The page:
happening and why. Again, the earth has warmed and cooled
    considerably over the eons. There's nothing new under the sun. We
    can measure things better these days, but that's no need to go off

    Exactly. Much of what used to be considered scientific fact is
    sometimes just the product of oversized egos.

    The bigger issue is how we react to inconclusive and sometimes
    contradictory data. IMO, even if the data conclusively prove that
    the earth is in a prolonged warming cycle, I don't think there's a
    thing we can do about it short of preparing for warmer weather.

    The problem is when people like Al Gore take what is merely being
    discussed, present it to the public as fact, then push for regulations
    that will seriously harm the economic well-being of the population.

    Do I get a green Earth Day sticker for my forehead? ;-)

    Exactly. I think when all the dust settles we'll find that the Sun
    is by far the greatest contributor.
    Amen to that.

    But all the education and measurement in the world isn't going to
    change a process with planetary inertia behind it. It may make more
    people aware of it, that's all.

    That's not overreacting at all if indeed global warming is disasterous
    and it is caused by human activity. If we are really responsible for
    what is happening, merely reducing things won't do anything to reverse

    The little things you do are symbolic, that's all. Try telling the
    developing countries that they have to forego fossil fuels because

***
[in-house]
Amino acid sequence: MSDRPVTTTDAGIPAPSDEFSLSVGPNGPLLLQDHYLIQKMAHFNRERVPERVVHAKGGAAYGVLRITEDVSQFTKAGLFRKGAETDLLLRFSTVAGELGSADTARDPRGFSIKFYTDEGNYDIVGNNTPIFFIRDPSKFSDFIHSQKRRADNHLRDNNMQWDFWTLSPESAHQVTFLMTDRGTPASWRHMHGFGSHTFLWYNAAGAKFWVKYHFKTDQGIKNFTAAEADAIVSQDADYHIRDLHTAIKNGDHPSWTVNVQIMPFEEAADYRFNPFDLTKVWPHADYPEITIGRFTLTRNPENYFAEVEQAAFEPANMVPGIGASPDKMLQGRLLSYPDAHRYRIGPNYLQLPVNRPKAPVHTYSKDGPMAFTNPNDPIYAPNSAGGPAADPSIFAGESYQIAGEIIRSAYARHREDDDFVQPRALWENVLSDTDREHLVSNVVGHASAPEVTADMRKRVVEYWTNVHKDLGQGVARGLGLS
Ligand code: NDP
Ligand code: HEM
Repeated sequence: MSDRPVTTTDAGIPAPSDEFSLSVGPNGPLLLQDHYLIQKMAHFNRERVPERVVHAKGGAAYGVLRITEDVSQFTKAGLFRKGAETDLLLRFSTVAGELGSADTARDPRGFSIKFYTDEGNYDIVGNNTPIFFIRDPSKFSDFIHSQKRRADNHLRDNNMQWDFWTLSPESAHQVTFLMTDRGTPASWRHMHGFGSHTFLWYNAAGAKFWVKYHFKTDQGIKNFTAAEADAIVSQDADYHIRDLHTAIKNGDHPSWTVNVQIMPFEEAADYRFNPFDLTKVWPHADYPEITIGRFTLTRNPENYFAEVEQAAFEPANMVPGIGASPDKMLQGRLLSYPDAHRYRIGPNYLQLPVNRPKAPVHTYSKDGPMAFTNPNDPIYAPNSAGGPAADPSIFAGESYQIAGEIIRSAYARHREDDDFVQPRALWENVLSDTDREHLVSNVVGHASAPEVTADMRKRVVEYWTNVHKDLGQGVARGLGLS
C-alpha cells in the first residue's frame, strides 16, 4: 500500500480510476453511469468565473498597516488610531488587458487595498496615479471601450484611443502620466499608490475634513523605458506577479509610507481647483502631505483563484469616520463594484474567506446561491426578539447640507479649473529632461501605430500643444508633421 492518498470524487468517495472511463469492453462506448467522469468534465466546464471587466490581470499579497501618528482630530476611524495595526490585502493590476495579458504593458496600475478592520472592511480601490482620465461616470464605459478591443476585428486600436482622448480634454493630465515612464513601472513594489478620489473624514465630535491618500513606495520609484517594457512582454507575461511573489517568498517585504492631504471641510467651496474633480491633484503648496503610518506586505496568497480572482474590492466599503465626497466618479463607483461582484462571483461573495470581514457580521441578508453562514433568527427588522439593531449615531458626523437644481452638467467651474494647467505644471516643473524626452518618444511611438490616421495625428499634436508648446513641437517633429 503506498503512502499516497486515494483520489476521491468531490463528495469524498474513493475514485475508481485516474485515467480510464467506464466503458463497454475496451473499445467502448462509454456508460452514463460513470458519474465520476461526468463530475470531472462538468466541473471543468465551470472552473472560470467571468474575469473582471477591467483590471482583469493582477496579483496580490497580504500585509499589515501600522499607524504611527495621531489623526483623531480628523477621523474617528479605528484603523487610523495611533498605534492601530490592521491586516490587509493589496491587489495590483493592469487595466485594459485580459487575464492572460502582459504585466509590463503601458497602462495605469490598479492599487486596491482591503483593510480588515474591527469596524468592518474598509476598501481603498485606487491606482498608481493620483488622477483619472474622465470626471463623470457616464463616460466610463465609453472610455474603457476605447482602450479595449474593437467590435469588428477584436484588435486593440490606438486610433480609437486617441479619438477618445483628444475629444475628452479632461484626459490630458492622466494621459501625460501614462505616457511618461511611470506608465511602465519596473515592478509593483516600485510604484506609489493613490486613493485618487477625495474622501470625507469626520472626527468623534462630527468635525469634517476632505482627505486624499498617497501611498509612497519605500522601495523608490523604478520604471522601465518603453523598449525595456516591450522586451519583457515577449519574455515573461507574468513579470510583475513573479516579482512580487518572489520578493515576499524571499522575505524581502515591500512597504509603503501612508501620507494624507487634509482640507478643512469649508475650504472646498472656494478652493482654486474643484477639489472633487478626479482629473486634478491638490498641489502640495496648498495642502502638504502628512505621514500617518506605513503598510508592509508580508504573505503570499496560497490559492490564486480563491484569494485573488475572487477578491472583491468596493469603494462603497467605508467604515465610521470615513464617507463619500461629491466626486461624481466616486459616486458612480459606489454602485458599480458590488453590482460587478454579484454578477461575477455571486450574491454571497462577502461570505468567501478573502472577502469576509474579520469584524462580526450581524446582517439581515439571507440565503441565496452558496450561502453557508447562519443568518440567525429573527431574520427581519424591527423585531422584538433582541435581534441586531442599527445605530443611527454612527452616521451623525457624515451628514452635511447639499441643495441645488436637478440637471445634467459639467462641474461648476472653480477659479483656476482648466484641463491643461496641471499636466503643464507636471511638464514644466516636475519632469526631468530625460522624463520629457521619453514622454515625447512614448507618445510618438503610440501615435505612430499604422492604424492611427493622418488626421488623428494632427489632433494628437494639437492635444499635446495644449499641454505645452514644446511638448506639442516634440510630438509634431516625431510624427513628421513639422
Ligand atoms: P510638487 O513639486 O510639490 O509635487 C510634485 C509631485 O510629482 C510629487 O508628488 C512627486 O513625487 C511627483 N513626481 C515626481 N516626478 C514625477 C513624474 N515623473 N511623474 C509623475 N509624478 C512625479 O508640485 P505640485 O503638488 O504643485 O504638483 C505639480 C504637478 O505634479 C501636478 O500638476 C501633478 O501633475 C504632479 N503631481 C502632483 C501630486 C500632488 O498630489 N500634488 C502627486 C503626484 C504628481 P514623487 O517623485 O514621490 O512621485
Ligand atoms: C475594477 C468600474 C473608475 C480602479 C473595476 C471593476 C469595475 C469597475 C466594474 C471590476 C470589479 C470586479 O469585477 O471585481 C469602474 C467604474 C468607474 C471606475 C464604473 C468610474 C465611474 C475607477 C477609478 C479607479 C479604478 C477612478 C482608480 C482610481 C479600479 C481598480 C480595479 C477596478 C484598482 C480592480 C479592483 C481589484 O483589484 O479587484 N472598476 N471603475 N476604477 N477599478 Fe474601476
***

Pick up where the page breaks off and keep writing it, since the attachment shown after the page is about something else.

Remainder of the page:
scientists in the developed countries have decided it's bad for the
    planet. That ain't going to happen.
    And I just saw on the news that the first inhabited island was
    officially lost to rising sea levels. So this is happening. Now,
    will wind farms and hybrid cars do anything to bring that island back?
    Those who live on the coasts would do better for themselves to invest
    in some inland property rather than solar cells on their roofs.

    The conversion to alternate forms of energy will be driven by
    economics, not by people feeling they are saving the planet. When
    the oil truly starts to run out, the free enterprise system will do a
    very nice job of bringing those sources of energy to market.

    It's interesting that there are those who believe that oil is actually
    a renewable resource produced deep under the surface, and as evidence
    they point to oil fields that they thought had been running out
    mysteriously refilling. Hmmmm.....

    Yes, always look on the bright side! Me, I'm looking forward to not
    having to retire to Florida if Florida will be brought to me...

    smb, Dec 24, 2006